The old post town of Fujisawa offers a few minutes of respite, as the road jogs around to cross the old Yugyōji Bridge, decked with copious signs that suggest a certain fame, but no amount of digital poking around suggests nothing more special than just being an old bridge.  (And not even old, being a 1955 concrete monster.). Not far away is a historical center that has a few displays and some information about the town.  I also see a mother-daughter team who I saw a half an hour ago, as we leap-frogged along for awhile.  I had suspected that they were simply locals going about their business, but I suppose they are also walking the Tokaidō.  A woman offers to turn on a video about the old town, but we all beg off.   The busy highway has worn us so down that even a history buff like me doesn't give a shit anymore.            
I finally get to the outskirts of Chigasaki, as building rain clouds prematurely darken the day.  Then the drops begin.  But at least here there actually are namiki, and these red pines are doing their job in sheltering me from the weather.  Then I find the marker for the old ichirizuka, and turn myself toward the train station. 

I am hoping that I don't have to detour widely around, but a escalator suggests otherwise.  And bizarrely, when I reach the top I see Pat, who I'd been intending to meet.  Both of us being big fans of Ozu Yasujiro, we'd decided to stay the night at the Chigasaki-kan where the director and his screenwriter Noda Kogo wrote some of their scripts, most notably Late Spring.  To quote Noda: 

One scenario usually took us from three to four months, that is, if we weren’t adapting something but were working from scratch. That’s how long Tokyo Story took. We did it at this inn in Chigasaki. It was more a boarding house [yadoya] than an inn [ryokan]. We had this eight-tatami room which looked out on the east and south to a long garden and had good sunshine. The buds came out, then the flowers, then the fruit, and we still weren’t finished. Whenever we went for a walk we’d do the shopping. Ozu used to buy meat and make hamburgers. And we drank a lot, too. By the time we’d finish a script we’d sometimes have over a hundred big empty sake bottles—though our guests would help drink them up, too. Ozu used to number all the bottles. Then he’d count them and say: “Here we are up to number eighty already and we haven’t finished the script yet.”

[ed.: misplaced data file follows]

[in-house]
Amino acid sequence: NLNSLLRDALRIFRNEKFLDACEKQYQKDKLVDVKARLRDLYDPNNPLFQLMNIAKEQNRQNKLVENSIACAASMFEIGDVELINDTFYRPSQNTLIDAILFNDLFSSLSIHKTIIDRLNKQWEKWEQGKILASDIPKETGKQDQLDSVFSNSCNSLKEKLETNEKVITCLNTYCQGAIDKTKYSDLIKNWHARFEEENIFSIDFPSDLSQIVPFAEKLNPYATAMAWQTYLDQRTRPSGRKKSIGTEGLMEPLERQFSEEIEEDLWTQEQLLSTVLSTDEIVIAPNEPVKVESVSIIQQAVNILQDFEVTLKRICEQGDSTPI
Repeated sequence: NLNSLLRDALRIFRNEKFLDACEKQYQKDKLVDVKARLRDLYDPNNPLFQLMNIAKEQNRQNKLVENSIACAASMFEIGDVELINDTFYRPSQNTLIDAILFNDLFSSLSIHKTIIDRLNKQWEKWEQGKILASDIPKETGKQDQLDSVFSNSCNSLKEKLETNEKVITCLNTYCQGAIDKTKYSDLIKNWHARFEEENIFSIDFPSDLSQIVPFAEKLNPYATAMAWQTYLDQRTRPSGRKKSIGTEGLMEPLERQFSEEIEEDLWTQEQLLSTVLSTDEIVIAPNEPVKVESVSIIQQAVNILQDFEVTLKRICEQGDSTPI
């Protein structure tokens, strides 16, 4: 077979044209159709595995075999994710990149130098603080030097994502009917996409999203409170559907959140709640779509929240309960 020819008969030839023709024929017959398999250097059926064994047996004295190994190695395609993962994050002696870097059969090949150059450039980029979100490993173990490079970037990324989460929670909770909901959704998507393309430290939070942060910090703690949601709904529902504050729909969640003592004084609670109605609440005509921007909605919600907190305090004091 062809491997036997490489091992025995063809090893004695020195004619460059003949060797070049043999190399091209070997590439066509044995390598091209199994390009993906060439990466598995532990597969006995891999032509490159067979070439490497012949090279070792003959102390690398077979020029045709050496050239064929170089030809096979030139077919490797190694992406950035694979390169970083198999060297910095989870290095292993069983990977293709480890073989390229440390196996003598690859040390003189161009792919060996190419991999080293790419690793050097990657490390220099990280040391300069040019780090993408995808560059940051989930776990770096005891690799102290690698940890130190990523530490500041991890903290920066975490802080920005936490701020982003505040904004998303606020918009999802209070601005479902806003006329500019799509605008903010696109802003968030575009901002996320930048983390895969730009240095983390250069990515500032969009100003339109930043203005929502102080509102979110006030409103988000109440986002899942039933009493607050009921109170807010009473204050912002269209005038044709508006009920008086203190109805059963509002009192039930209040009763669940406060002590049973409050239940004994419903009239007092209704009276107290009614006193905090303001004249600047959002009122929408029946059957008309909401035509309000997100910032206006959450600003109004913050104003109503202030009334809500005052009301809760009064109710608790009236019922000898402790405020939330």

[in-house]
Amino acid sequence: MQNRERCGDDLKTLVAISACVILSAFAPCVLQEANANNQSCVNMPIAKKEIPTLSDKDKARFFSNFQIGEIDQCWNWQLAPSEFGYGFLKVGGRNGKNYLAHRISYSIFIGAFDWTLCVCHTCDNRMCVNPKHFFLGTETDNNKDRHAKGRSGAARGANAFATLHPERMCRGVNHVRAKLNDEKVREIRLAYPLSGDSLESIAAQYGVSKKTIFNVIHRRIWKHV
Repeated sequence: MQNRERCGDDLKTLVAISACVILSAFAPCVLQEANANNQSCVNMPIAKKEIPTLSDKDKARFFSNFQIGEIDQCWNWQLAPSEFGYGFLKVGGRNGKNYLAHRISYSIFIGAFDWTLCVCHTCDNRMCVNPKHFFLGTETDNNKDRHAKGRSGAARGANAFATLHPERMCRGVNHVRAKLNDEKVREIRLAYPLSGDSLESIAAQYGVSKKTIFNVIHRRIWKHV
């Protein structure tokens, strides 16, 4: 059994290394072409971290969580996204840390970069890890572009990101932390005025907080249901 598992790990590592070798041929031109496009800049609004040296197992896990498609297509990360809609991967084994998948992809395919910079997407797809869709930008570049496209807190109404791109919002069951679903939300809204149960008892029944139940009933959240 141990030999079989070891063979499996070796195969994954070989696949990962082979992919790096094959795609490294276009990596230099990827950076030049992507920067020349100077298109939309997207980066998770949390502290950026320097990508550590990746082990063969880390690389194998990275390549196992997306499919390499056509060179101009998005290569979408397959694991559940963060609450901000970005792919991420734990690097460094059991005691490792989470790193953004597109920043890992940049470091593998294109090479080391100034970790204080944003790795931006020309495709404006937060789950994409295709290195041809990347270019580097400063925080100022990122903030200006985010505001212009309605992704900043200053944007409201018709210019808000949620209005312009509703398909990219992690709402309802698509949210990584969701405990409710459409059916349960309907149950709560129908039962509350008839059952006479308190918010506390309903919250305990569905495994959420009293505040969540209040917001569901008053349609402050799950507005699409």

Our own goals weren't so lofty.  I was planning to continue my walk the following day onward to Hakone, with Chigasaki  the midpoint, and therefore a good place to stay.  But as we go out later to meet another pair of blockheads, I begin to toy with the idea of giving up on the walk and just hanging around town instead. This is unlike me, as once I get my teeth into an idea I rarely let myself get distracted.  Yet I want more time at Ozu's inn, and I really like this little surfer -beachbum kingdom, hemmed in as it by the busy and concreted modern world.   But it was my feet who had the final say, coaxed by the mellow pace of the flip-flops I'd slipped on as we headed toward a night of craft beers and talking books.

Later, Pat and I buy a bottle of sake to take back to the inn to honor our filmmaking heroes.  Along the way we nearly reconsider, spying a jazz trio blasting away to a nearly empty bar.  It seemed the perfect way to close out an early summer night. But our love of film wins out in the end.  We wander back to our room, to sit and overlook the spacious garden, as we begin to reel through our own Ozu stories, the bottle gradually moving toward the character "無." 

On the turntable:  Fleetwood Mac, "25 Years the Chain"
On the nighttable: Tom Wolfe, "The Electric Kool-Aid Acid Test"      

1 comment:

Julian said...

Great to read the details of that day. And that you guys took a bottle of sake to the Ozu/Noda yadoya. The ultimate homage!